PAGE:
Tiffany has been scrambling in recent quarters as tourist sales have dropped off thanks to the strong dollar (though that strength aided its success in Asia this quarter). The company has moved more assertively online, inking a deal with Net-A-Porter to reach millennials without resorting to price reductions.
Tiffany’s third-quarter performance is a good sign coming off a weak second quarter, but the retailer has farther to go, considering that its modest improvement is coming off easy-to-beat year-ago numbers, according to Neil Saunders, CEO of research agency and consulting firm Conlumino.
Notably, the impact of the strong dollar on sales to tourists at Tiffany’s flagship stores now seems to have dissipated and annualized out; if anything, the company noted that tourist sales were relatively strong over the quarter. This dynamic means the blame for the dip comes, primarily, from domestic demand. Tiffany continues to suffer from a decline in both the number of American consumers who consider it for jewelry purchases as well as the proportion who end up buying from it. In a category like jewelry, where purchases are relatively infrequent, not being firmly on the consumer radar is an issue as it gives Tiffany little opportunity to recapture ‘lost’ spending.
It doesn’t help Tiffany that younger consumers are attracted to newcomers like Blue Nile, recently acquired by Bain Capital, or that department stores are faltering as a dependable sales channel,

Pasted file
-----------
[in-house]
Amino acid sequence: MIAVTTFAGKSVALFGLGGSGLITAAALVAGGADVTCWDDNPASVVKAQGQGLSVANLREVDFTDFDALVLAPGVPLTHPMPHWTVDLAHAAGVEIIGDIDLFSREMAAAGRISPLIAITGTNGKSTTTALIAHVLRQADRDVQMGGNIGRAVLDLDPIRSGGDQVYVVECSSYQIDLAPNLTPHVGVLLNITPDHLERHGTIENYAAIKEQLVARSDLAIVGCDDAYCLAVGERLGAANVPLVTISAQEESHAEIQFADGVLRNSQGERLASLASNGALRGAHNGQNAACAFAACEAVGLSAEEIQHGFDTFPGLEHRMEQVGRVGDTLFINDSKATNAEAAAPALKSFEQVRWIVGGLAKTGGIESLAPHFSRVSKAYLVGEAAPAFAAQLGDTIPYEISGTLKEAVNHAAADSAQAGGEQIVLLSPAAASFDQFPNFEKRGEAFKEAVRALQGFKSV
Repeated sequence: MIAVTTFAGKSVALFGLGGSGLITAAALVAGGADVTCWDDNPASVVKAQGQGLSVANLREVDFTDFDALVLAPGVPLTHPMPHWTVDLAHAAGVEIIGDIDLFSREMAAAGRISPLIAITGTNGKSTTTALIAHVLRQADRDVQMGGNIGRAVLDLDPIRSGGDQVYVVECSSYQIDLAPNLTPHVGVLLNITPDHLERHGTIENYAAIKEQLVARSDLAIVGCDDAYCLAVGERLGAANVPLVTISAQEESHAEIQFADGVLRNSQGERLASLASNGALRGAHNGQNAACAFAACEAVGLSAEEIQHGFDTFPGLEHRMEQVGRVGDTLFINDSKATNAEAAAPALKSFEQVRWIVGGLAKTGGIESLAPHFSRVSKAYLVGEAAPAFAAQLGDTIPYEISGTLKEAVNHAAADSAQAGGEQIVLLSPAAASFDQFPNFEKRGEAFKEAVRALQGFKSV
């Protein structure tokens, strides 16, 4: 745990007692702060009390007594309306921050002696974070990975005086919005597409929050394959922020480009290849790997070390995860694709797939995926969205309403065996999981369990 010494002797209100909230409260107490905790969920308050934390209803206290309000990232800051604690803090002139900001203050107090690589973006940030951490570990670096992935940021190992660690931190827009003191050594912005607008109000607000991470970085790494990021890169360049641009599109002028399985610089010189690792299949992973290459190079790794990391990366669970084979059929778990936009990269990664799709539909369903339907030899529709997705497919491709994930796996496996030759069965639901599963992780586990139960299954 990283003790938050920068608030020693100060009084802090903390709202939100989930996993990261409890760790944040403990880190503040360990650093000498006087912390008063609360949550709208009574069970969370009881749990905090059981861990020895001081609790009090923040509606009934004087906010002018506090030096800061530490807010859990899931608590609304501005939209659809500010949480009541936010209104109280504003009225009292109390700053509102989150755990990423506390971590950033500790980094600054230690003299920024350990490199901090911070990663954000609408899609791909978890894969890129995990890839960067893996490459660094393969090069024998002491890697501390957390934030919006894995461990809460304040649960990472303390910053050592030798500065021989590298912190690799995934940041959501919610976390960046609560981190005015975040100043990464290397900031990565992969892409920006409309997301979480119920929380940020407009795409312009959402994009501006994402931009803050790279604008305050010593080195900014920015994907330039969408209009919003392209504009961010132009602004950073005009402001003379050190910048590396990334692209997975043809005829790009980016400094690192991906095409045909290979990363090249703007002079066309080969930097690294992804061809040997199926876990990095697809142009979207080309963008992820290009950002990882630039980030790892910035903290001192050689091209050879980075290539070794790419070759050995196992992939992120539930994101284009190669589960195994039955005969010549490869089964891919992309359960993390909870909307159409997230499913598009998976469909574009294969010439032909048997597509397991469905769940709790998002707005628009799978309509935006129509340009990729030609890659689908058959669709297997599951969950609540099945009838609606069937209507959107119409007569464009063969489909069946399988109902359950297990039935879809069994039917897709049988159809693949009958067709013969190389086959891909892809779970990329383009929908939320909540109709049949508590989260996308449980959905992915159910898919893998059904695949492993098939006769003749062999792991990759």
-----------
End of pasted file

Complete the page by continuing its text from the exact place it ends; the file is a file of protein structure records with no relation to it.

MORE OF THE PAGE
It also doesn’t help that Tiffany’s flagship is so close to Trump Tower in New York, which has seen a rash of protests, especially since the election, and which could suffer further from increased security in the area as president-elect Donald Trump has said he’ll be spending significant amounts of time at his home and office in that building.
Tiffany must also address struggles in the European market.
Tiffany CEO Frederic Cumenal acknowledged as much in his statement Tuesday, and said that new designs in jewelry and watches will pay off.
As the global environment continues to reflect economic and other challenges that they believe are continuing to affect customer demand, it is more important than ever that they remain focused on strategies to deliver extraordinary products and experiences to our customers. Over the long term, objective is to enhance profitability and productivity through sales growth and prudent expense and inventory management.
Source: Retail Dive